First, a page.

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Showing posts from August, 2012

When is enough, enough?

I have a daily standup meeting as part of my Agile Project Management process. But when I look at my calendar... on my desktop and my phone I see the time blocked off. Normally this would not be a real difficulty except that these 130-odd events look more like crumbs than slices of bread. Real and possibly important meetings are no longer visible as these events are in the way. The best way to handle this is to have a separate calendar for the daily events.

This might seem obvious but it's actually a microcosm of other issues. As I have worked for companies or projects with a 24x7 mentality or requirement it's too easy to be inundated with nonsensical or non-priority alerts of which services like mailgun and loggly are examples. These systems and your own systems may generate gobs of messages but if they are not consumed in context they will only serve to disrupt and distract rather than alert.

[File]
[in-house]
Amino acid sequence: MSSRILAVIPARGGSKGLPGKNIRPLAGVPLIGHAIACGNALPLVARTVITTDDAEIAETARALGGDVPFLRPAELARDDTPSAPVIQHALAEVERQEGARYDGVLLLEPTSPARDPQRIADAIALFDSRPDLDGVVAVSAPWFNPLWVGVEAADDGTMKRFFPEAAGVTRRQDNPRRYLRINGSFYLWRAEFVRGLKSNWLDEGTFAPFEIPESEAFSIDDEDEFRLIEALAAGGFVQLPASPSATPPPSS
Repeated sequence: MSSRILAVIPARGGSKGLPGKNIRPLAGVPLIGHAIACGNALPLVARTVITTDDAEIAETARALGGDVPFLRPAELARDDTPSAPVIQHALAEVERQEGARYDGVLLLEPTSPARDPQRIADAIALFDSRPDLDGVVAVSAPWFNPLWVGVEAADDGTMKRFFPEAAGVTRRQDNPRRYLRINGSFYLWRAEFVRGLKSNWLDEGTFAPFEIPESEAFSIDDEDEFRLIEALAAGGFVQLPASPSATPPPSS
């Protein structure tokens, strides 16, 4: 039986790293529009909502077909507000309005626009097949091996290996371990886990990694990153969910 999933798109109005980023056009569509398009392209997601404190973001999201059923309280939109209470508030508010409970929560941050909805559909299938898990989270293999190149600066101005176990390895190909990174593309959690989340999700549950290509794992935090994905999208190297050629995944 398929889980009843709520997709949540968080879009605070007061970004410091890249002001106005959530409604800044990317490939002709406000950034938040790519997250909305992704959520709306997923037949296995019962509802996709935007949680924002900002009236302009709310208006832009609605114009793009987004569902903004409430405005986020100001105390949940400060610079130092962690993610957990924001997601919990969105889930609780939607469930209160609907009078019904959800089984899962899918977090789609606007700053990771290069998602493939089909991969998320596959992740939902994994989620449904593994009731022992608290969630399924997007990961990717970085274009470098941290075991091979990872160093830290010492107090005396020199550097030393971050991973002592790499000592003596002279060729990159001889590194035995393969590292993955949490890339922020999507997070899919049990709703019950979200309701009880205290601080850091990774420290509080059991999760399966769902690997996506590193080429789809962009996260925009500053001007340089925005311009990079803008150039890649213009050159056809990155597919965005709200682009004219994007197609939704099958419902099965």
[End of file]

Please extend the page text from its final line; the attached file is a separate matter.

So when you're building an alert or log messages... make sure that the ERROR or C…

When Art Meets Social

The Art of Unix Programming talks about how applications or systems are made from much smaller components and they are stitched together. Kevlin Henney did a presentation where he talked about the discovery of the pipe (|) character in unix systems. The key idea is construction or assembly from smaller parts and it's also dangerous. In the context of my local system the unix way is awesome. The stitching of apps together to make systems is useful, helpful, easy, and pragmatic.

The new challenge is that many of the new startups want to do the exact same thing. For example; wants to integrate with your google drive account.  LinkedIn and WordPress want to connect to your Box account to share files. wants to connect to your DropBox account in order to upload your eBooks. EverNote connects to a number of different services. Instapaper and Readability; as well as a number of RSS readers.... It's just crazy the number of overlapping systems that if they were w…